A Predictive Way To 3D Print Martensitic Steel


, A Predictive Way To 3D Print Martensitic Steel

Martensite steel powder used for 3D printing. Inset shows a zoomed-in view of the steel powder. [Image: Raiyan Seede, Microstructural Engineering of Structural and Active Materials Group / Texas A&M University]

Researchers have found a way to predict the effectiveness of 3D printing martensitic steel.

3D Printing Martensitic Steel

Martensitic steel is a form of the material that is significantly stronger due to the microstructures formed by the molecules. Traditionally martensitic steel is made by quenching very hot steel, and this rapid cooling causes the required microstructures to form.

This is a bit problematic for metal 3D printers, which don’t exactly have the ability to quickly quench freshly fused metal powder in the midst of a long print job. 

Instead of quenching, metal 3D printer operators tweak the available settings to approximate conditions that could lead toward the production of stronger microstructures. But it’s hard to do this because it can require a considerable amount of experimentation. 

Metal 3D Printing Parameters

Now researchers from Texas A&M University have found what could be a solution to this dilemma. In a report from the University, Dr. Ibrahim Karaman, Head of the Department of Materials Science and Engineering, said: 


“Strong and tough steels have tremendous applications but the strongest ones are usually expensive — the one exception being martensitic steels that are relatively inexpensive, costing less than a dollar per pound. We have developed a framework so that 3D printing of these hard steels is possible into any desired geometry and the final object will be virtually defect-free.” 

The problem here is porosity. Typical attempts at 3D printing strong metals tend to result in a porous print. While the metal portions may be stronger, the porosity introduces weakness, and overall the strength is not what is desired. 

The researchers took a cue from the welding industry, where existing models could predict the strength of a melt scenario. They compared the results of this prediction with a 3D printing scenario and gradually adjusted the formula to enable proper predictions based on real results.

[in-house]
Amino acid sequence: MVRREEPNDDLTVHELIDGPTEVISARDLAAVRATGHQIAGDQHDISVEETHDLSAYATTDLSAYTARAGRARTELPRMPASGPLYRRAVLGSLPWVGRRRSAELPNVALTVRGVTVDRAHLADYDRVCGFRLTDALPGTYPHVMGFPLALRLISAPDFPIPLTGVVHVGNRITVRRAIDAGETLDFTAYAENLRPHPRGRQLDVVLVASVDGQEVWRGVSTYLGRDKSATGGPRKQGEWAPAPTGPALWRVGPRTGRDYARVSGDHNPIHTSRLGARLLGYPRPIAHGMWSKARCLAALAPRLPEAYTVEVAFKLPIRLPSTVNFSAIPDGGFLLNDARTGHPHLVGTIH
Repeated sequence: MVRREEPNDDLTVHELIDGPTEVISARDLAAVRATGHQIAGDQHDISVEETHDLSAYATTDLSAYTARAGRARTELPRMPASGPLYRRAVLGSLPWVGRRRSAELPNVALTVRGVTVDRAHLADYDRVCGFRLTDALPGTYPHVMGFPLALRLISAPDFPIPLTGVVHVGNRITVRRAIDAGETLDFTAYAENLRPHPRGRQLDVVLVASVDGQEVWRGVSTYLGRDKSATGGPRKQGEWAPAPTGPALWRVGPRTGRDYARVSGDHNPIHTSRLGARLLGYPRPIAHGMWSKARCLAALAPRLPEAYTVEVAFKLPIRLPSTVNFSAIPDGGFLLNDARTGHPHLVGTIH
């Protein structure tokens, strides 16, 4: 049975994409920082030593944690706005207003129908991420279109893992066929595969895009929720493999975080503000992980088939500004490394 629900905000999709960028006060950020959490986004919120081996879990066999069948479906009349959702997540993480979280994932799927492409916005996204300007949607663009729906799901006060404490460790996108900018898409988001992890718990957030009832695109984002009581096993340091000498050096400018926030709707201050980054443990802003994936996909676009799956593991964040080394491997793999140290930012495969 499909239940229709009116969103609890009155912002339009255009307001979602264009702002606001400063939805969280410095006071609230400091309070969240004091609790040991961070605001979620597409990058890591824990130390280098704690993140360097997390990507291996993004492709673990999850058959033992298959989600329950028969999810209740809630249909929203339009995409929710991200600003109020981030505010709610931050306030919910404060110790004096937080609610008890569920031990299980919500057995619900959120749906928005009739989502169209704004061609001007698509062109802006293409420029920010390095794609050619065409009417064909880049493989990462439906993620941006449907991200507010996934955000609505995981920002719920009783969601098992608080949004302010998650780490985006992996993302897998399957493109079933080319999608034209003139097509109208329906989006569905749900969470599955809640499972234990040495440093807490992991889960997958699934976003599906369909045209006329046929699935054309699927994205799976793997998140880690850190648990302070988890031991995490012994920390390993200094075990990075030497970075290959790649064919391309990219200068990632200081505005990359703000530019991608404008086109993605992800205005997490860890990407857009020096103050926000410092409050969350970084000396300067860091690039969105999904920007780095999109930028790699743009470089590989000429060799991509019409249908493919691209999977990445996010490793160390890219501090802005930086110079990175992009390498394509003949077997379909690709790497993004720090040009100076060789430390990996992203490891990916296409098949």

Texas A&M University says:

“After a few such iterations, their framework could correctly forecast, without needing additional experiments, if a new, untested set of laser settings would lead to defects in the martensitic steel. The researchers said this procedure is more time-efficient.”

They were able to produce a kind of map that shows how 3D print parameter settings would affect a given scenario, as shown here. 

Optimizing All Metal 3D Printing


, A Predictive Way To 3D Print Martensitic Steel

Metal 3D printing map showing effects of different printing parameters [Source: Texas A&M University]

This gets better. Dr. Karaman explained further: 

“Although we started with a focus on 3D printing of martensitic steels, we have since created a more universal printing pipeline,” said Karaman. “Also, our guidelines simplify the art of 3D printing metals so that the final product is without porosities, which is an important development for all type of metal additive manufacturing industries that make parts as simple as screws to more complex ones like landing gears, gearboxes or turbines.”

This is incredible news for metal 3D printing operations, which could, if this method is made available, optimize 3D print settings much more quickly to achieve better print results. 

Via TAMU and Science Direct

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